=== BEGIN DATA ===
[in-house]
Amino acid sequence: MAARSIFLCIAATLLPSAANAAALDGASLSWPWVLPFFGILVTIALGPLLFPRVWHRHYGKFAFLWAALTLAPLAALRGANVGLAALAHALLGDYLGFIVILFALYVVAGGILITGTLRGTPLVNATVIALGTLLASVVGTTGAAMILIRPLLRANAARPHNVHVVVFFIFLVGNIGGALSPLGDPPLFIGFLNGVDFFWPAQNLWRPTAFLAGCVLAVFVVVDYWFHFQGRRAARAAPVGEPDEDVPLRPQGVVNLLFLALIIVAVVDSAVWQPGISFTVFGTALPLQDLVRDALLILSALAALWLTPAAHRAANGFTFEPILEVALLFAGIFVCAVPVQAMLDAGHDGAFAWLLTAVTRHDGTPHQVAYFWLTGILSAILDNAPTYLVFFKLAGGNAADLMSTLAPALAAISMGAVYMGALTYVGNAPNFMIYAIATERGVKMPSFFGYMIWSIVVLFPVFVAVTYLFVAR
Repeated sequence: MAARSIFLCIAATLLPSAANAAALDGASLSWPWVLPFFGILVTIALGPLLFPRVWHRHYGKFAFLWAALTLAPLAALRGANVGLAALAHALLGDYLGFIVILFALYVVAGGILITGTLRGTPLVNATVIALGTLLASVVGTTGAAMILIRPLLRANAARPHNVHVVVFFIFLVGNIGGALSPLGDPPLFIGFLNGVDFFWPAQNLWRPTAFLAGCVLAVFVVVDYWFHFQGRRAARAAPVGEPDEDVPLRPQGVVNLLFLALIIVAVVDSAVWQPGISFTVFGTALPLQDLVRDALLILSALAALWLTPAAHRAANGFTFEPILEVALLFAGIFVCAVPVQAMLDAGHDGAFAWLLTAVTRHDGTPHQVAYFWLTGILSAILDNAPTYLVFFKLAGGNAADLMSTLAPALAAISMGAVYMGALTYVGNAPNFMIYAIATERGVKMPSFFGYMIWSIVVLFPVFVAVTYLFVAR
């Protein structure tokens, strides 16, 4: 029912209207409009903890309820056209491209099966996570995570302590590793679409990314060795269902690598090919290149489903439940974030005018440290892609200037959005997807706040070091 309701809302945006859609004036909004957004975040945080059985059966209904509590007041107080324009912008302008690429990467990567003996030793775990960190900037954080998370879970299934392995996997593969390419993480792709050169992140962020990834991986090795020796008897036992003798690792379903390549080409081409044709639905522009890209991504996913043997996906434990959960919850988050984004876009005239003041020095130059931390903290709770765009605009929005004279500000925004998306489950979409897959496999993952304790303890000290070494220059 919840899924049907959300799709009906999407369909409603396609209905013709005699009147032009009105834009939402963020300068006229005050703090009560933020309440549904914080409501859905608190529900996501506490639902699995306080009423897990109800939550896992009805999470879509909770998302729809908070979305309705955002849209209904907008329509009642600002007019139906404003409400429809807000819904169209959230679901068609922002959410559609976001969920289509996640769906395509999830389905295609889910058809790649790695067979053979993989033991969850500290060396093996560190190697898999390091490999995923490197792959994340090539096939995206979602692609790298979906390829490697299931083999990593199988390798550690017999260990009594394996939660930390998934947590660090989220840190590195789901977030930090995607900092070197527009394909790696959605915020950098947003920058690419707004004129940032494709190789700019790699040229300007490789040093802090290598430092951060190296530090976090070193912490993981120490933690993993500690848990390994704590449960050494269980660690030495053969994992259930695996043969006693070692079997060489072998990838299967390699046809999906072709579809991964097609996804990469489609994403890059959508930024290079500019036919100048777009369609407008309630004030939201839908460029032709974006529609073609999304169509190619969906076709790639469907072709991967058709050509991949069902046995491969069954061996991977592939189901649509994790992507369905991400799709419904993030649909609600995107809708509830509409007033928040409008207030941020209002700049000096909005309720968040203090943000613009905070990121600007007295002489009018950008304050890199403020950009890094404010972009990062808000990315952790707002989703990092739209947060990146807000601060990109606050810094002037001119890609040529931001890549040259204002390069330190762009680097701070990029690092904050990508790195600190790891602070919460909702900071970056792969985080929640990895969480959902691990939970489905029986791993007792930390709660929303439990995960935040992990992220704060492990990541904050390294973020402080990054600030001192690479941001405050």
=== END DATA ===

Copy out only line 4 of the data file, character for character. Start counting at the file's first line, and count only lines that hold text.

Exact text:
């Protein structure tokens, strides 16, 4: 029912209207409009903890309820056209491209099966996570995570302590590793679409990314060795269902690598090919290149489903439940974030005018440290892609200037959005997807706040070091 309701809302945006859609004036909004957004975040945080059985059966209904509590007041107080324009912008302008690429990467990567003996030793775990960190900037954080998370879970299934392995996997593969390419993480792709050169992140962020990834991986090795020796008897036992003798690792379903390549080409081409044709639905522009890209991504996913043997996906434990959960919850988050984004876009005239003041020095130059931390903290709770765009605009929005004279500000925004998306489950979409897959496999993952304790303890000290070494220059 919840899924049907959300799709009906999407369909409603396609209905013709005699009147032009009105834009939402963020300068006229005050703090009560933020309440549904914080409501859905608190529900996501506490639902699995306080009423897990109800939550896992009805999470879509909770998302729809908070979305309705955002849209209904907008329509009642600002007019139906404003409400429809807000819904169209959230679901068609922002959410559609976001969920289509996640769906395509999830389905295609889910058809790649790695067979053979993989033991969850500290060396093996560190190697898999390091490999995923490197792959994340090539096939995206979602692609790298979906390829490697299931083999990593199988390798550690017999260990009594394996939660930390998934947590660090989220840190590195789901977030930090995607900092070197527009394909790696959605915020950098947003920058690419707004004129940032494709190789700019790699040229300007490789040093802090290598430092951060190296530090976090070193912490993981120490933690993993500690848990390994704590449960050494269980660690030495053969994992259930695996043969006693070692079997060489072998990838299967390699046809999906072709579809991964097609996804990469489609994403890059959508930024290079500019036919100048777009369609407008309630004030939201839908460029032709974006529609073609999304169509190619969906076709790639469907072709991967058709050509991949069902046995491969069954061996991977592939189901649509994790992507369905991400799709419904993030649909609600995107809708509830509409007033928040409008207030941020209002700049000096909005309720968040203090943000613009905070990121600007007295002489009018950008304050890199403020950009890094404010972009990062808000990315952790707002989703990092739209947060990146807000601060990109606050810094002037001119890609040529931001890549040259204002390069330190762009680097701070990029690092904050990508790195600190790891602070919460909702900071970056792969985080929640990895969480959902691990939970489905029986791993007792930390709660929303439990995960935040992990992220704060492990990541904050390294973020402080990054600030001192690479941001405050």